Nutrition might seem like a pretty straightforward topic, but it can quickly veer from "put food in mouth to live" to a deeply confusing place. With acronyms. And statistics. And conflicting ideologies. And just when you think you have your healthy eating journey covered, a new trendy diet comes along and knocks you off your stride. In the spirit of finding a nutritional balance that works for you, we're outlining three trendy diets, and taking into account their effect on your teeth.
How 3 Trendy Diets Affect Your Teeth
Medically Reviewed By Colgate Global Scientific Communications
THE FAT-BURNING DIET
The ketogenic diet is having a moment. This high-fat diet originated as a medical diet designed to shift the type of fuel your body uses for energy. When this happens, you're in ketosis, and your body burns its stored fat to get energy from ketones.
The keto diet should be rich in proteins and fats, such as meats, eggs, fish, nuts, butter, oils, and cheeses, and fibrous vegetables, all of which should support good oral health. Just don't overload on protein and poor-quality fats from processed foods and forget to incorporate vegetables and fruit within the carbohydrate allowances.
TEETH TIP: Watch out for keto breath, described as an overly sweet smell on the breath. It's a side effect of ketosis, and the smell is attributed to a compound called acetone being released from the lungs.
THE CAVEMAN DIET
The popular Paleo diet is about throwing it back to the paleolithic era, and eating foods our hunter-gatherer ancestors might have consumed. The idea is to avoid foods that became staples of the human diet after agriculture took hold.
The Paleo diet encourages people to eat fruits, vegetables, nuts and seeds, oils, lean meats, and fish — all of these foods are generally great for healthy mouths, too. The diet omits dairy, legumes, potatoes, and grains that are otherwise considered part of a healthful diet, as well as refined sugar, salts, and highly processed foods.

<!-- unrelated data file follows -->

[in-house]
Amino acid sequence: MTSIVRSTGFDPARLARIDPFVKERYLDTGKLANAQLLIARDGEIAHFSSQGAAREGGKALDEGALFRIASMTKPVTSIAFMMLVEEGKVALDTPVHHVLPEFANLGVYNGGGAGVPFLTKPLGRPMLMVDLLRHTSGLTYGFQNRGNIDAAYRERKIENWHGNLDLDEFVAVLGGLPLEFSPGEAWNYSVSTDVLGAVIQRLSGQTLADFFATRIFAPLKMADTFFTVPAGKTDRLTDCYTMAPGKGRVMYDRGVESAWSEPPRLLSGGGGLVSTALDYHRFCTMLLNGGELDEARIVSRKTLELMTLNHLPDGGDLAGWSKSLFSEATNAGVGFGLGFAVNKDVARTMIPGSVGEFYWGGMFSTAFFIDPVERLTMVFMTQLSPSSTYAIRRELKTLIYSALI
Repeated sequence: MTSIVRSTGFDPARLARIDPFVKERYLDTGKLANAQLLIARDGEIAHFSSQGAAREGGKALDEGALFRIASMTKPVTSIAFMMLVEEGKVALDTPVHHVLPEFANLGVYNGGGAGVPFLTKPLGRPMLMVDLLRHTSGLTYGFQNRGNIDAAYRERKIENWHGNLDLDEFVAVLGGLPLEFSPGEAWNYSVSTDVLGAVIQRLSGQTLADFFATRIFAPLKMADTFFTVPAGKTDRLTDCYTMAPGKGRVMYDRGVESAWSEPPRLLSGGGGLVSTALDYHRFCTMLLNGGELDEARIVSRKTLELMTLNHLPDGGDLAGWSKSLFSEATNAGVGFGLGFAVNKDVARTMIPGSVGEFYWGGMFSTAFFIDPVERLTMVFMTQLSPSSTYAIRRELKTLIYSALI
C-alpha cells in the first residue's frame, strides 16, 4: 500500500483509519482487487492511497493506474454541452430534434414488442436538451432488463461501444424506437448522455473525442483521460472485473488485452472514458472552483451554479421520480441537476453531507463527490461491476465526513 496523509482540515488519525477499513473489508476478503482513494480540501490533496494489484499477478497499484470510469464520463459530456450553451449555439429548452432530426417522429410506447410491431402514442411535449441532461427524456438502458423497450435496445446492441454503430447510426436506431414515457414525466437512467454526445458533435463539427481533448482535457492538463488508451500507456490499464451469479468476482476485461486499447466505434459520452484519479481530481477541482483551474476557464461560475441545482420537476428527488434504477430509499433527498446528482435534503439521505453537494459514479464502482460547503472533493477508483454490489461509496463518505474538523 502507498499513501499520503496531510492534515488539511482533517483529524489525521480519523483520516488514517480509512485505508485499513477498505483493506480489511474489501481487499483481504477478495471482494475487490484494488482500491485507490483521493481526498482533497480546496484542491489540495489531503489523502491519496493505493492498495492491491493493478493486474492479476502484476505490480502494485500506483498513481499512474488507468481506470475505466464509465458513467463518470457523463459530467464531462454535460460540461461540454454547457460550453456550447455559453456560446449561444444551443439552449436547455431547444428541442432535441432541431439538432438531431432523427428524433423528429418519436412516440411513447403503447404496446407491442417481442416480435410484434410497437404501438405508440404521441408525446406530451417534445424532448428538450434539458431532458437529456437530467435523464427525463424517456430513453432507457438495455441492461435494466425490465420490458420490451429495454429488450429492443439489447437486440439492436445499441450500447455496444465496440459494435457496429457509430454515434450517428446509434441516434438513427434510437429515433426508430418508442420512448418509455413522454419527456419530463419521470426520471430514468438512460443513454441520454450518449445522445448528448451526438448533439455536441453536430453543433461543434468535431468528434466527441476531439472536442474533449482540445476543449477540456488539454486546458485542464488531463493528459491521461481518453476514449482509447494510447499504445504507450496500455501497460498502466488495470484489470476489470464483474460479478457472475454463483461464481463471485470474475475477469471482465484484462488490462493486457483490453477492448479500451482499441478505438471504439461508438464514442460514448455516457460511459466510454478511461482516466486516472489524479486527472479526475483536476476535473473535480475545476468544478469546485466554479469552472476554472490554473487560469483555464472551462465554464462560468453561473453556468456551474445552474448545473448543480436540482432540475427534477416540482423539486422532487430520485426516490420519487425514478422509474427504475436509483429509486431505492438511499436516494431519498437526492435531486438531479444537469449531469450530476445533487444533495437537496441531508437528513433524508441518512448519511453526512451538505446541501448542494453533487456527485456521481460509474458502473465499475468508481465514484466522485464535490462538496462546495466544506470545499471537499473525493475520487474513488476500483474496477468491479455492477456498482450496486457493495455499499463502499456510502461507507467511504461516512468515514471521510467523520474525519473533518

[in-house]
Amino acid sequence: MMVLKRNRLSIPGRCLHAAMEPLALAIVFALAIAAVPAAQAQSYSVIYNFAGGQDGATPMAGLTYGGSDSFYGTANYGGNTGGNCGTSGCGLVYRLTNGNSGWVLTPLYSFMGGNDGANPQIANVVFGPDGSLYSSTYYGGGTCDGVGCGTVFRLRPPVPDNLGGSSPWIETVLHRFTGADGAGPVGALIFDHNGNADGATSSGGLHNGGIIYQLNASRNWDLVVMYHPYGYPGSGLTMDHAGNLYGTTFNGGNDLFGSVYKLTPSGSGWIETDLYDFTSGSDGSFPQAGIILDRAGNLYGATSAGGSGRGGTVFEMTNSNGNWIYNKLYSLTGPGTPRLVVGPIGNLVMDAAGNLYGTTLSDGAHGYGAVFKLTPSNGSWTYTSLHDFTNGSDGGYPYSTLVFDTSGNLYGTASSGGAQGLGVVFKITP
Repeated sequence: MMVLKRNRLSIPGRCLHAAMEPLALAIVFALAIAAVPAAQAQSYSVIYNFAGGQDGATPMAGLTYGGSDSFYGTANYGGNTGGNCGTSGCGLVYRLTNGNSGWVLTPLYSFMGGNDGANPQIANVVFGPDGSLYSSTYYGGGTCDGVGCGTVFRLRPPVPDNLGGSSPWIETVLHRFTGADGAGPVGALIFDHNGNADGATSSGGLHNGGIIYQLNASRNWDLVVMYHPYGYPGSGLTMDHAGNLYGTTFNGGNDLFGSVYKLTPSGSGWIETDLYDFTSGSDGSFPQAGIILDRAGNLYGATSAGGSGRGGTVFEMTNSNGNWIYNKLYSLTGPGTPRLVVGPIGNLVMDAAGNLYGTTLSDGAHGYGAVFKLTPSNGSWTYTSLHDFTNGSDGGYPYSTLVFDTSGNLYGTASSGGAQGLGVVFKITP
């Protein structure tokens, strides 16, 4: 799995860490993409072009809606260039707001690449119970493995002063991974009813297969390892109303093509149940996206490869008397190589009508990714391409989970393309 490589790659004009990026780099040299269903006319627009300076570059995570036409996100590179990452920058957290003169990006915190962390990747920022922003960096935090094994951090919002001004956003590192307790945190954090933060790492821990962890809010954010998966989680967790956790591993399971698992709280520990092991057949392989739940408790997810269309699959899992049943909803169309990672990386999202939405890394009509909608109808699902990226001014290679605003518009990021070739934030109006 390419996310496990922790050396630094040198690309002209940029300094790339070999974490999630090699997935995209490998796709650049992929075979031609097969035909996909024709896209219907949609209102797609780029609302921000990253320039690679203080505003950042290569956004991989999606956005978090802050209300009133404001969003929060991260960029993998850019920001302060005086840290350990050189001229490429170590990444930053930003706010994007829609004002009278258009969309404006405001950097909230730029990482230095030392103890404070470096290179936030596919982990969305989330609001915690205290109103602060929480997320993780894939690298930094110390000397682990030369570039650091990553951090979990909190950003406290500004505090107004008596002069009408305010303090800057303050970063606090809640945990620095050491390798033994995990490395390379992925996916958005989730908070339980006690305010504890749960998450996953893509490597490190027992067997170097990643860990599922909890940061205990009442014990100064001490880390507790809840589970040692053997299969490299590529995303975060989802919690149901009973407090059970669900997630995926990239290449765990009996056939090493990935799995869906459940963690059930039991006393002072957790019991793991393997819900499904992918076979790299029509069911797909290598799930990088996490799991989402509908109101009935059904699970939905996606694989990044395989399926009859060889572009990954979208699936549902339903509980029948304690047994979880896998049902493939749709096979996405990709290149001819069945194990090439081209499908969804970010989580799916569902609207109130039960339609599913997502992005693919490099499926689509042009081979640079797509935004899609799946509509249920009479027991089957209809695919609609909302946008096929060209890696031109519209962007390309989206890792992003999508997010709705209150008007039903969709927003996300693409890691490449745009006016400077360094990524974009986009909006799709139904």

TEETH TIP: Dairy is often recommended as part of a diet to support oral health, so make sure you are getting enough calcium in your diet.
THE HEART-HEALTH DIET
The Mediterranean diet is based on the eating habits of people in southern Italy and Greece in the 1960s. It has been shown to improve heart health, lowering "bad cholesterol" and reducing risk of stroke and heart attack.
This diet encourages eating a rounded diet rich in fruits and veggies, which is good for oral health, too. In addition to fruits and vegetables, this type of diet emphasizes olive oil, dairy, legumes, fish, white meat, nuts, starches — it even allows for desserts and wine. The key to this eating plan is limiting quantities: 4 to 6 ounces of red wine per day, one 3-ounce dessert per week, 3 servings of fish per week, 3 servings of dairy per week, etc.
TEETH TIP: Because the daily glass of red wine could stain teeth over time, you may want to see your dentist more often for cleanings or look into whitening products.
Oral Care Center articles are reviewed by an oral health medical professional. This information is for educational purposes only. This content is not intended to be a substitute for professional medical advice, diagnosis or treatment. Always seek the advice of your dentist, physician or other qualified healthcare provider.